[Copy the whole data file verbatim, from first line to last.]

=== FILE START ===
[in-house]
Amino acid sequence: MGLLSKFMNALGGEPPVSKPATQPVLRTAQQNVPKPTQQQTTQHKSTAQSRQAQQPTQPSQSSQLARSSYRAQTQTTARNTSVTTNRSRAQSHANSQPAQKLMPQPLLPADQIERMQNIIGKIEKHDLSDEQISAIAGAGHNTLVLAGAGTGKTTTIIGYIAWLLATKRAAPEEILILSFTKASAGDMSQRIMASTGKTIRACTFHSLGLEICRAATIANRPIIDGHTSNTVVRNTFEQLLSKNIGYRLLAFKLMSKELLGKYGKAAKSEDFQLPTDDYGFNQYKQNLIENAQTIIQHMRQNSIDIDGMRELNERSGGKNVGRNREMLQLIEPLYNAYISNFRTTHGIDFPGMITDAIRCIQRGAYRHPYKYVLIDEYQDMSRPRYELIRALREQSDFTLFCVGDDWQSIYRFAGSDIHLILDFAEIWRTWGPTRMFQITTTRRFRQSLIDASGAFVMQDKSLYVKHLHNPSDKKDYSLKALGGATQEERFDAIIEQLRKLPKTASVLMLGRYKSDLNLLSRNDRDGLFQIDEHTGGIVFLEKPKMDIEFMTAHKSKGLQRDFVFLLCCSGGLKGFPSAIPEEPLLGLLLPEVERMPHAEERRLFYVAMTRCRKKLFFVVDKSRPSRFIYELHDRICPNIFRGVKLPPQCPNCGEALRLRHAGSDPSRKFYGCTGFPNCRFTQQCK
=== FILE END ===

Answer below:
[in-house]
Amino acid sequence: MGLLSKFMNALGGEPPVSKPATQPVLRTAQQNVPKPTQQQTTQHKSTAQSRQAQQPTQPSQSSQLARSSYRAQTQTTARNTSVTTNRSRAQSHANSQPAQKLMPQPLLPADQIERMQNIIGKIEKHDLSDEQISAIAGAGHNTLVLAGAGTGKTTTIIGYIAWLLATKRAAPEEILILSFTKASAGDMSQRIMASTGKTIRACTFHSLGLEICRAATIANRPIIDGHTSNTVVRNTFEQLLSKNIGYRLLAFKLMSKELLGKYGKAAKSEDFQLPTDDYGFNQYKQNLIENAQTIIQHMRQNSIDIDGMRELNERSGGKNVGRNREMLQLIEPLYNAYISNFRTTHGIDFPGMITDAIRCIQRGAYRHPYKYVLIDEYQDMSRPRYELIRALREQSDFTLFCVGDDWQSIYRFAGSDIHLILDFAEIWRTWGPTRMFQITTTRRFRQSLIDASGAFVMQDKSLYVKHLHNPSDKKDYSLKALGGATQEERFDAIIEQLRKLPKTASVLMLGRYKSDLNLLSRNDRDGLFQIDEHTGGIVFLEKPKMDIEFMTAHKSKGLQRDFVFLLCCSGGLKGFPSAIPEEPLLGLLLPEVERMPHAEERRLFYVAMTRCRKKLFFVVDKSRPSRFIYELHDRICPNIFRGVKLPPQCPNCGEALRLRHAGSDPSRKFYGCTGFPNCRFTQQCK